Since the Astros began play in 1962 (as the Houston Colt .45's), every single season in Houston is covered by Baseball Projection's wonderful WAR databases, which means that Oswalt, while certainly not the best pitcher the Astros organization has every sent to the mound, has done more than any other Astros pitcher in franchise history to add to the "W" column. And he's a damned fine pitcher in his own right, lest cries of "compiler!" be made. In eight full seasons, Oswalt has thrown 200+ innings six times, struck out 200 twice (and dipped below 150 only once), never had an ERA+ of less than 120, and only once had a WHIP over 1.250. He has a career ERA of 3.20 for an ERA+ of 136 (that's 36% fewer earned runs than the average pitcher over his entire career!), a 1.205 WHIP, 7.4 K/9, 2.1 BB/9, 3.57 K/BB, and 0.8 HR/9 (Crawford Boxes be damned!). He's even won 20 games twice and 19 games once, for those who care about wins.

And yet, Oswalt seems to be perenially overshadowed by flashier stars in his division or even on his own team (Clemens and Andy Pettitte, anyone?). Hell, he couldn't even take home RotY honors in 2001, despite a fantastic rookie campaign, because some jerk named Pujols decided to put together one of the greatest rookie seasons in history.

So if somebody starts talking NL Central aces and doesn't mention Oswalt (or, if he remains in the division, Ben Sheets for that matter), remind him or her just how good the Astros ace really is. And if any of you Houston fans see Roy Oswalt on the street, give him a hug and thank him for his unparalled contributions to your team. He deserves it, the big lug...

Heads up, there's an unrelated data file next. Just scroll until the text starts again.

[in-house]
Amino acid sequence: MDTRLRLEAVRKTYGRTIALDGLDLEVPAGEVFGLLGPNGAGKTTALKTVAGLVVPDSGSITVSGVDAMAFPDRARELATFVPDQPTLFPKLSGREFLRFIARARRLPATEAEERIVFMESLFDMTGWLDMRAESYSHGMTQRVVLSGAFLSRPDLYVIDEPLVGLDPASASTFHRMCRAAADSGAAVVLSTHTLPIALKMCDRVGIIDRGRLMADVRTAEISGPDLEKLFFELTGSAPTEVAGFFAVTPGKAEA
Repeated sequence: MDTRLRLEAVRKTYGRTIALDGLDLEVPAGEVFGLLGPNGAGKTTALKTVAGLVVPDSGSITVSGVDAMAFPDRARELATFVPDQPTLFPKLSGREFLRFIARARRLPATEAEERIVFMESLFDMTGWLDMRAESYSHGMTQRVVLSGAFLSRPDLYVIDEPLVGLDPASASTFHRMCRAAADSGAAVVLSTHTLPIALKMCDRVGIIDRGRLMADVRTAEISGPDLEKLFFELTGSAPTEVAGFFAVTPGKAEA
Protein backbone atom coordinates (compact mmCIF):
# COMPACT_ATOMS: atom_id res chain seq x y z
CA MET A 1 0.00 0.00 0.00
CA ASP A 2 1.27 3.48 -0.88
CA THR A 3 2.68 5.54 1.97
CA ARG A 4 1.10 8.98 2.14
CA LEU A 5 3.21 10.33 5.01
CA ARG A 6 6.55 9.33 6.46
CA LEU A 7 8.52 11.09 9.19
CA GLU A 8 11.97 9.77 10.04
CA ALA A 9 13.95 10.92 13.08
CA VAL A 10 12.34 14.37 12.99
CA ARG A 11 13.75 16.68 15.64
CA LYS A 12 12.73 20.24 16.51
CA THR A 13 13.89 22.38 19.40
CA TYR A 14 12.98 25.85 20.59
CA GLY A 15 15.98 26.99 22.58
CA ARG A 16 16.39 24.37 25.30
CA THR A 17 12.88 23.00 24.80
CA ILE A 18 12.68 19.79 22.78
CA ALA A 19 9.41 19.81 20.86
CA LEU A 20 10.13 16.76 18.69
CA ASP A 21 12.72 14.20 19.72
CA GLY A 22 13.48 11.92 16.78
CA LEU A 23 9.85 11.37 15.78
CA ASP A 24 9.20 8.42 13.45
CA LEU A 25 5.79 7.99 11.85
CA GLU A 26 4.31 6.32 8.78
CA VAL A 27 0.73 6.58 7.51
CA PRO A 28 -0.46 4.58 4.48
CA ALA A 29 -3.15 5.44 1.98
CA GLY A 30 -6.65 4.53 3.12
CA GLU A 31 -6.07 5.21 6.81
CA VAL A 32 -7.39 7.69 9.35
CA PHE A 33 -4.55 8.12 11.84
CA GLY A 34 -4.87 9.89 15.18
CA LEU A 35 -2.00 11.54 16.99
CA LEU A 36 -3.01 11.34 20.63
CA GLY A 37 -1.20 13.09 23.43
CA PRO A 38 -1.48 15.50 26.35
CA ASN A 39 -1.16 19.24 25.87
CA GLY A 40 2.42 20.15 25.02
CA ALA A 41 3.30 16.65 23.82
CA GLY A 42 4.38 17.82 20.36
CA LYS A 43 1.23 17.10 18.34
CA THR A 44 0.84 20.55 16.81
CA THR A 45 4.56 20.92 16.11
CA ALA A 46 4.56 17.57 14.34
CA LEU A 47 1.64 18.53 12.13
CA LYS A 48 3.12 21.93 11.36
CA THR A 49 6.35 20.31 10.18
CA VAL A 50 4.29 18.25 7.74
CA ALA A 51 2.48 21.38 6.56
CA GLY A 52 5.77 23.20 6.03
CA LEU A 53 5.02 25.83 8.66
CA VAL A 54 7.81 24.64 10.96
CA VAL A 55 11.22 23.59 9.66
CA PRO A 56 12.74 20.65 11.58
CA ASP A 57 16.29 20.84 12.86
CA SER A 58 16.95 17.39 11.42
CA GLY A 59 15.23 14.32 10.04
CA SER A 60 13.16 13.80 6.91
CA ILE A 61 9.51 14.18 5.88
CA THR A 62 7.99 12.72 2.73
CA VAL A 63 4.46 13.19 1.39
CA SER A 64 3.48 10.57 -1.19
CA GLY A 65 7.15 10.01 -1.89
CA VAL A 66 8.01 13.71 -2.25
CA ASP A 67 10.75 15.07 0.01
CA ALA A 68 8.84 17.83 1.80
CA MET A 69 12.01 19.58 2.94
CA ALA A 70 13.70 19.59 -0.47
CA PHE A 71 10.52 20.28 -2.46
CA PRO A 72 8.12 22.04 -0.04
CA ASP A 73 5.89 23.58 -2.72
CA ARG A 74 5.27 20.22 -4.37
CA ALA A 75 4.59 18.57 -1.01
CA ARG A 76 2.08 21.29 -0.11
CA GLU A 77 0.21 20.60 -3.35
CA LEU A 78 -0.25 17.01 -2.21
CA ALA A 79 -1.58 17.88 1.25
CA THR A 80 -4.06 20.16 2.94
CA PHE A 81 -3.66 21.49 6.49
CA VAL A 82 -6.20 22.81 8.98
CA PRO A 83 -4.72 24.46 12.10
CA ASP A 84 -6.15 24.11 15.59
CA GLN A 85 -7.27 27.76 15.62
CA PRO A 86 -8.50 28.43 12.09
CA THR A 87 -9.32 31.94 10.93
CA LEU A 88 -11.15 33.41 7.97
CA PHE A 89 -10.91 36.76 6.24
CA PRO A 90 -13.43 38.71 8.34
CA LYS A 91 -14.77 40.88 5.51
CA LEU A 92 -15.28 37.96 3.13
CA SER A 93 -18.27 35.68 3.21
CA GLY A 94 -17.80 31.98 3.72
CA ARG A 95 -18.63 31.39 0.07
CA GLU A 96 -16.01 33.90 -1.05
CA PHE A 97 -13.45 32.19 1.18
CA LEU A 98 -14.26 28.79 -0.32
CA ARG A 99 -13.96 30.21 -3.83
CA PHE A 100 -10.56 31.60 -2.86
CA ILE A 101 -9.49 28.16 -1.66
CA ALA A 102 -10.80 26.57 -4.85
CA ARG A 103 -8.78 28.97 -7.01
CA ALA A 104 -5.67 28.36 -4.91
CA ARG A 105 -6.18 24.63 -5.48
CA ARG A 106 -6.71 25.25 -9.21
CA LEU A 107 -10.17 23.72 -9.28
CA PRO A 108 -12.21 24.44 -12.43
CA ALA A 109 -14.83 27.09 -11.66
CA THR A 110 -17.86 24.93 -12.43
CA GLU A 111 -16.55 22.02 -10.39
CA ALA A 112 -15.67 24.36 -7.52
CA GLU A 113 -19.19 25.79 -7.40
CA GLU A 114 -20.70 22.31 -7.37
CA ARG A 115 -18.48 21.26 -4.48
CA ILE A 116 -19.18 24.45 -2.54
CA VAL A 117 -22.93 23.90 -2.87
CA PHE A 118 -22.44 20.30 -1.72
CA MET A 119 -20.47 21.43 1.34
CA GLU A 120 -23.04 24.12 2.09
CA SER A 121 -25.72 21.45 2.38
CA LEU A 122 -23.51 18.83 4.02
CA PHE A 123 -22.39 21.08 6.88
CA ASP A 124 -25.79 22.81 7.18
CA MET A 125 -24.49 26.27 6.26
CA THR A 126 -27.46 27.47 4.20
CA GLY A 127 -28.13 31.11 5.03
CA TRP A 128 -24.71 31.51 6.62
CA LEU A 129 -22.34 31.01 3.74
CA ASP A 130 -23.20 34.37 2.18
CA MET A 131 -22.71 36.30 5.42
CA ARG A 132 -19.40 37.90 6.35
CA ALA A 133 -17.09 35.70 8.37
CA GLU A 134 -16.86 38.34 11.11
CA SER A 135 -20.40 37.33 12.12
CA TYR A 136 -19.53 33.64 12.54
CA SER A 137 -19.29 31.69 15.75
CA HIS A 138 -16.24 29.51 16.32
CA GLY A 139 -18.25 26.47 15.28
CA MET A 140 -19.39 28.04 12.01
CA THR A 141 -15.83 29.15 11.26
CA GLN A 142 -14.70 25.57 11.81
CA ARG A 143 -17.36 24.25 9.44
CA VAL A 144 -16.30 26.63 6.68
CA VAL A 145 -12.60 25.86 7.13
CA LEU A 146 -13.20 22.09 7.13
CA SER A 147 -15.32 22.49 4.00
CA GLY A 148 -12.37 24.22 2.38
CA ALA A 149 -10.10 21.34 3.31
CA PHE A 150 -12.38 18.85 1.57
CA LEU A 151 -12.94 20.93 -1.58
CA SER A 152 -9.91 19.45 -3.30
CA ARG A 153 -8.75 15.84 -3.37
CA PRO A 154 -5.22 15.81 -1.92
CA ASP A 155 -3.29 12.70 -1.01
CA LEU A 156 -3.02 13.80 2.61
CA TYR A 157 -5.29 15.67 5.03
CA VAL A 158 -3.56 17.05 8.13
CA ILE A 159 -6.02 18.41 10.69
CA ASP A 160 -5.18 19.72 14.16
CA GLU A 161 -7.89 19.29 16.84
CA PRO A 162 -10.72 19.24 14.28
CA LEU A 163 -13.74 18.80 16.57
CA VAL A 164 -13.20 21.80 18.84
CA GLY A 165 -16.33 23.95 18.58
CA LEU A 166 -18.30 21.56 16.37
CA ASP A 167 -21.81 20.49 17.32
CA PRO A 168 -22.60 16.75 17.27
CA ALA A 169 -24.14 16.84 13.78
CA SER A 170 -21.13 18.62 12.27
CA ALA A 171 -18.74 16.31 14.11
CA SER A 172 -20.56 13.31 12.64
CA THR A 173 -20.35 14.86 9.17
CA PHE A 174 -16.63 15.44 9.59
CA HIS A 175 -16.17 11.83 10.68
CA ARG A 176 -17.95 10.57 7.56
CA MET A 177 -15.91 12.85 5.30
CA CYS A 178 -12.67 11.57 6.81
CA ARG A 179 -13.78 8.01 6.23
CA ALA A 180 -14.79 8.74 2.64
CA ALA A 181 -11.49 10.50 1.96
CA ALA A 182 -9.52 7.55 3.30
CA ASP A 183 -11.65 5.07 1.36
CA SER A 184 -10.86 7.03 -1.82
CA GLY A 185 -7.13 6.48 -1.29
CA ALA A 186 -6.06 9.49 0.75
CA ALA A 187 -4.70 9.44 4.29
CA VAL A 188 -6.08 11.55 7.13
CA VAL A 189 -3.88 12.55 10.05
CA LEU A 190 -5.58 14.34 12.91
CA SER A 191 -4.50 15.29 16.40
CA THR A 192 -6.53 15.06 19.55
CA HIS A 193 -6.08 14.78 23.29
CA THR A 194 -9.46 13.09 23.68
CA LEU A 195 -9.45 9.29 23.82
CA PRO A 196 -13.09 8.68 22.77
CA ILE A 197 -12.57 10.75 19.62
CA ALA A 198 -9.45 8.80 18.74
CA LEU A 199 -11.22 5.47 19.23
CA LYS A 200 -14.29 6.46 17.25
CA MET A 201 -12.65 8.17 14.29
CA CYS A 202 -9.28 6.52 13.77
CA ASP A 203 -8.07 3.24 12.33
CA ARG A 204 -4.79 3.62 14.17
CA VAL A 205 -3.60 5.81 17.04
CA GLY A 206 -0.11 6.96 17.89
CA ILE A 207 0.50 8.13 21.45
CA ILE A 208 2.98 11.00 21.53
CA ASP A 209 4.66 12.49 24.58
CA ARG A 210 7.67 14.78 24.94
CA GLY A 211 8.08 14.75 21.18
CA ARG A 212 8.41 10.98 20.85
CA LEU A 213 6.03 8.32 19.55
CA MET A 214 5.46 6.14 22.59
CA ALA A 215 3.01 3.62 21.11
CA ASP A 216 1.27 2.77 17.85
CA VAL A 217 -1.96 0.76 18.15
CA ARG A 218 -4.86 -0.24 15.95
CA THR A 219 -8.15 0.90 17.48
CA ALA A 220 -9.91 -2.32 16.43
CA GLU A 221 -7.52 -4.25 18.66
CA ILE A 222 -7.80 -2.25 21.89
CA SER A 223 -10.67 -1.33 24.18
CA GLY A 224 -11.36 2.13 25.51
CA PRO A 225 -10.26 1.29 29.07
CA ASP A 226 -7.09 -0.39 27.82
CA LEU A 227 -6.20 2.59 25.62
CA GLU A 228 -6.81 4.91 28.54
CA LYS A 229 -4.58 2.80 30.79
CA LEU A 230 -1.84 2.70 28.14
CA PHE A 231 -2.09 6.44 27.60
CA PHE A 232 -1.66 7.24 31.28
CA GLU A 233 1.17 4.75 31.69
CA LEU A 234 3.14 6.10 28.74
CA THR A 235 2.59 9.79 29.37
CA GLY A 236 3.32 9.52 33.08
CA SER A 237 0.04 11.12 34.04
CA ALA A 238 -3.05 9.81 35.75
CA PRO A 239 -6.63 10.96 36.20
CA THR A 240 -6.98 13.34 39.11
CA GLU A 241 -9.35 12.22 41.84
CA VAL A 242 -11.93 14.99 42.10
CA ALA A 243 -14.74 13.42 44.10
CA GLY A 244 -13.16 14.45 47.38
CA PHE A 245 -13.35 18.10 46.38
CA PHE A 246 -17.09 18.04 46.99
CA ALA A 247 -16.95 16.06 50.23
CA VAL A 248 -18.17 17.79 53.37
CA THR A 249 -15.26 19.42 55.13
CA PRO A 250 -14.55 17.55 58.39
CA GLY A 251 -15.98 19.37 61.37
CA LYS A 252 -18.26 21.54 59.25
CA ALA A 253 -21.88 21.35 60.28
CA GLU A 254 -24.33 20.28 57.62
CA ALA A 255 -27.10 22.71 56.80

1. Just wanted to say how ridiculous Scott's 2006 was: 0.923 WHIP, 10.0 K/9, 161 ERA+. Criminy.

  2. (1986.)

    But yeah, Scott was downright BEASTLY that year, and sustained his level of beastliness for 275.1 IP (!).

  3. Wow. I have no idea how I did that.

    Now you get to do the fun ones. Enjoy.

  4. Hey, the rest of the division is plenty fun. For example, did you know that the most valuable Reds pitcher was in fact Joe Morgan? Details tomorrow.

  5. Awesome Mike Scott tidbit: he won the 1986 NLCS MVP despite the fact that the Astros lost the series. He started Games 1 and 4, going the distance in both and giving up a combined total of 1 run on 8 H and 1 BB while striking out 19 and picking up two wins. That's an ERA of 0.50, a WHIP of 0.500, 4.0 H/9, 0.0 HR/9, 0.5 BB/9, 9.5 K/9, and 19.0 K/BB.

    Had the Mets not won Game 6 to clinch the series, Scott would have pitched Game 7, most likely entering the ballpark astride a flaming, skeletal horse and pulling an elaborate battle wagon fashioned from the broken forms of his vanquished foes and dotted with grim totems of his dominance--broken bats, tear-stained batting gloves, tickets to Norfolk, and so on. Mets players brave (or foolish) enough to meet his eyes would spend the rest of their haunted lives speaking in hushed whispers of the howling void they saw swirling behind his pupils and threatening to draw them screaming into the abyss, doomed for all eternity.

    So it's not surprising that the Mets seem to have played Game 6 with a certain sense of urgency...